Human Flow: A Sobering, Comprehensive Look at the Global Refugee Crisis

Early in Chinese director Ai Weiwei’s new documentary on the world refugee crisis, Human Flow, Jordanian Princess Dana Firas says our humanity must guide our actions. The concept seems simple, but over the two hours and twenty minutes over which the film unfolds, it seems as if the whole world has forgotten.

Granted, that isn’t necessarily Ai’s intention. In fact, he seems determined to restore the humanity taken from his subjects by their dehumanizing conditions. The words “refugee” and “immigrant” have been used so much in the last few years that it can be difficult to remember the struggling individuals they represent. Ai forces us to see the people behind the politicization. In some ways, he does this visually. The director (and some 2,000 crew members in 23 countries) uses drones throughout, first showing us the size and scale of the various groups of refugees he follows before zooming in. At first, he restricts those shots to still, long takes of people staring directly into the camera. It’s confrontational–to say the least–and feels like a dare to forget that these groups are made of real people, each with their own story.

Some of the recent discussion around refugees (particularly in the U.S. and UK) has centered on the security risks in accepting displaced people. However, in telling their stories and showing how dangerous their journey can often be, Ai renders that argument almost ridiculous. The people he films aren’t would-be terrorists or faceless masses bent on draining countries of their resources. They’re just people who risked everything in order to improve their lives. Take the man who, along with 16 other members of his family, left his home by boat only for five of them to die—some before they’d even reached land. Or the woman (who we only see from behind) who is so upset by her family’s conditions and so terrified for their future, that she vomits mid-interview.

There is, indeed, something sickening in seeing how horrible the conditions are for refugees across the globe, but even worse is the realization of how callous we all seem to be in the face of it. While watching police or military personnel fire smoke bombs into refugee camps or burn down their makeshift dwellings is shocking and upsetting, perhaps one of the most effective moments in the film comes thanks to a tiger named Laziz. As the man who took care of him in a Gaza zoo explains, multiple countries and organizations worked together to relocate Laziz to Johannesburg, South Africa because the animal’s life was more important than the red tape. So why can’t we do the same for human beings?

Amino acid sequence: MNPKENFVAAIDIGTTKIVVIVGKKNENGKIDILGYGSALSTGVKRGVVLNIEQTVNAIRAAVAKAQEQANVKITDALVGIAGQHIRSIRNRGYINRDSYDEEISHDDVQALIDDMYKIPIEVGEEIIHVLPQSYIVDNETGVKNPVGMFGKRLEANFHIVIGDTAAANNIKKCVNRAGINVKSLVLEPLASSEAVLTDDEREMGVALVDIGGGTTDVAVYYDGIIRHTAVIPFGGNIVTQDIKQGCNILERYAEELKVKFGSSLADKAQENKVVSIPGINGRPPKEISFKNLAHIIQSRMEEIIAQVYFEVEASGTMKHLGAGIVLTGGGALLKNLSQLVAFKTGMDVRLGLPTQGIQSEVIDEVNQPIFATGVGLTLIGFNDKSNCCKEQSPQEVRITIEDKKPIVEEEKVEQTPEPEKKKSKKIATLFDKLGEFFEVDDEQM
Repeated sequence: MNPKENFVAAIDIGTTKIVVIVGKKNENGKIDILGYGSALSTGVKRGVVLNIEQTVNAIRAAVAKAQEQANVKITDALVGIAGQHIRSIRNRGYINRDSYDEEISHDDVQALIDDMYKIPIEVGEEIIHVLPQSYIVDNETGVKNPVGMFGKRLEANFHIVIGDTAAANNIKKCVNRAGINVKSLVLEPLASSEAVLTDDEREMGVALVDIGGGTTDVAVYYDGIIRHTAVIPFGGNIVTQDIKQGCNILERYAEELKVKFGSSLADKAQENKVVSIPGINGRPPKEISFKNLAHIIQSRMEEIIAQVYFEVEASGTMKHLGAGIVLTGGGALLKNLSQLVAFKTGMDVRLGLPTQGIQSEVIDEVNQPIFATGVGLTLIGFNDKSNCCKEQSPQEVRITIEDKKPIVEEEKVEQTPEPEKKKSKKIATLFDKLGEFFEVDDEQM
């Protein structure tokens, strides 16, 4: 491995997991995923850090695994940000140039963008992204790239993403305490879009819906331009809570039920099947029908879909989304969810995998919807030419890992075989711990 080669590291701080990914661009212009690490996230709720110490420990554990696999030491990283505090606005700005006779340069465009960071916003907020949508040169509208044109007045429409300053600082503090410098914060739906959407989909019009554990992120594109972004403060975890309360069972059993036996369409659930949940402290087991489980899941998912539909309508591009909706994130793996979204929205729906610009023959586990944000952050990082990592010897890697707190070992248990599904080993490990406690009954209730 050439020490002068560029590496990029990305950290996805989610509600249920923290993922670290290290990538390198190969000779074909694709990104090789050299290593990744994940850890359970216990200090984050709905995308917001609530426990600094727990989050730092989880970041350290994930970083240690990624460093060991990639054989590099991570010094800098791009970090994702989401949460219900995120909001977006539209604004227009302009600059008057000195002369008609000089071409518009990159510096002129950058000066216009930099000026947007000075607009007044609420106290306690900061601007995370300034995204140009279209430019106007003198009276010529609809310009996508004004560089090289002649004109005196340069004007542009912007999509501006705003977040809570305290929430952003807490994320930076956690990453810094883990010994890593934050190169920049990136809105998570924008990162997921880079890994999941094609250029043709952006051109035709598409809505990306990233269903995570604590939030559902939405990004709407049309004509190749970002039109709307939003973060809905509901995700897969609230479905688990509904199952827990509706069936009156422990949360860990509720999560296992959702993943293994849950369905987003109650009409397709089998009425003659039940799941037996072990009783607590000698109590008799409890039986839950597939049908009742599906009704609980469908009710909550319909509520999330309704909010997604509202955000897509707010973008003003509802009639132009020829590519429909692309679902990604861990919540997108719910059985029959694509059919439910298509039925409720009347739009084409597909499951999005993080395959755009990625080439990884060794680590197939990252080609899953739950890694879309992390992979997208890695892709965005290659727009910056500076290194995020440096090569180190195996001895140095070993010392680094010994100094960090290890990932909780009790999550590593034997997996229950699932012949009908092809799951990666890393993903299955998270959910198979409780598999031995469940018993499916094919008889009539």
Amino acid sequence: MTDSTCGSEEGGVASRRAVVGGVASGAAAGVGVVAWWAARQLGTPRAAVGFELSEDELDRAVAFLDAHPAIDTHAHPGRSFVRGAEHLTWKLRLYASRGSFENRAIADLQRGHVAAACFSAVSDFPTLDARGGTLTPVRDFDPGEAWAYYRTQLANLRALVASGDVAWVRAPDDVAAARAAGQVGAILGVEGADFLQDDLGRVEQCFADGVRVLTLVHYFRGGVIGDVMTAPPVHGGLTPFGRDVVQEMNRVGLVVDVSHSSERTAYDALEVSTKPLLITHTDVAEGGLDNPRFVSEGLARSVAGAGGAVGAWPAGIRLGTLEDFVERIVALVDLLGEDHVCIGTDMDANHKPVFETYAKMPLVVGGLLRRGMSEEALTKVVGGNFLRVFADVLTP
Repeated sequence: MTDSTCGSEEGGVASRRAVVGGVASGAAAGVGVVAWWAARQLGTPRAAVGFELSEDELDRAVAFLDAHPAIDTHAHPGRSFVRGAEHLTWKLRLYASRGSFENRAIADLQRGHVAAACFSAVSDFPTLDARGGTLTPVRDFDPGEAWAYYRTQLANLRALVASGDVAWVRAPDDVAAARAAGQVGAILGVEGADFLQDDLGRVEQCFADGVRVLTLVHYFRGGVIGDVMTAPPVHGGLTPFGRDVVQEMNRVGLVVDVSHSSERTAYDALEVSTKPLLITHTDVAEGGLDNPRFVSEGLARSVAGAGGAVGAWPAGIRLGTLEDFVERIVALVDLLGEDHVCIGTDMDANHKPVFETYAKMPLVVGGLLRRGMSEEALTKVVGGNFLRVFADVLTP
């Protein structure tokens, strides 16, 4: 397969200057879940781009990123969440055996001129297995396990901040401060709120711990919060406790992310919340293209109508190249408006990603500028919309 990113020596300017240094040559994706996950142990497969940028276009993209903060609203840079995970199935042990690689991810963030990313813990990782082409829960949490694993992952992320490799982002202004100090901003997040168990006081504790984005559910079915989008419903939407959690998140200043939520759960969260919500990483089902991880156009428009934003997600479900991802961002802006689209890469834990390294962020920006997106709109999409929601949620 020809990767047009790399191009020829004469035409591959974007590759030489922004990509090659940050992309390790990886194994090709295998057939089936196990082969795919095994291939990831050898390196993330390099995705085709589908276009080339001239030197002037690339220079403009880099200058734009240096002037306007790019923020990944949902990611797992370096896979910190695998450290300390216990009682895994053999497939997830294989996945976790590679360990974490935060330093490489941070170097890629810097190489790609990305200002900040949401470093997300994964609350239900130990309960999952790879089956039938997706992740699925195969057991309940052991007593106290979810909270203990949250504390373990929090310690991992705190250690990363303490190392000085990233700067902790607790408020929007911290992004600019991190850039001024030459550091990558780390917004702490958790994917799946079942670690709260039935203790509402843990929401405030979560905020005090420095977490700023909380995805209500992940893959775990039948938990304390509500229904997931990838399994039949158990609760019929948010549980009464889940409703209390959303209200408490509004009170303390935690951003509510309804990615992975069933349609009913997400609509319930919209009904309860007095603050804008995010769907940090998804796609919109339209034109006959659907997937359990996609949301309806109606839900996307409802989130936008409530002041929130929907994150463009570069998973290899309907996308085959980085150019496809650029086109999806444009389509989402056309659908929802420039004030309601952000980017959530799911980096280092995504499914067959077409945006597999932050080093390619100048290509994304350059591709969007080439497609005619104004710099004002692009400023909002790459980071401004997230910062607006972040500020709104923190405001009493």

It’s one of many incidents that contribute to the slow, steady sense of indignation that builds throughout and–particularly for any Americans watching– it can quickly morph into a queasy sense of shame. Though Ai doesn’t specifically call out America’s treatment of refugees until a brief section on Mexico relatively late in the film, its role in causing mass migration in a number of the countries is felt throughout. As we watch apocalyptic images of burning oil fields in Iraq or hear how destabilization in Afghanistan has created ripe conditions for radicalization, it’s impossible not to think of the wars started by the second Bush administration or even President Trump’s recent decisions about America’s future involvement in Afghanistan. The emotions it sparks are complex, to say the least, and you almost want Ai to be harsher or less circumspect in his criticism.

Human Flow is not an easy film to watch. It feels like an accusation, a condemnation. It’s difficult–perhaps impossible–to watch all that human suffering and not wonder if future generations will look back at us and ask, “Why didn’t they do anything?” In fact, it’s impossible not to watch the film and ask, “Why aren’t we doing anything.” However, Ai Weiwei (who was displaced himself as a child) clearly hopes that he can spur us into action. Yet even as he humanizes the anonymous migrant masses that have become so politicized across the world, he also makes it clear exactly how poorly people can treat each other. It’s enough to inspire hopelessness as much as anger and action. Despite the director’s more altruistic goals, when all is said and done, it’s hard believe we have enough humanity left to save ourselves.

Rating: 8.5/10

By day, Marisa Carpico stresses over America’s election system. By night, she becomes a pop culture obsessive. Whether it’s movies, TV or music, she watches and listens to it all so you don’t have to.

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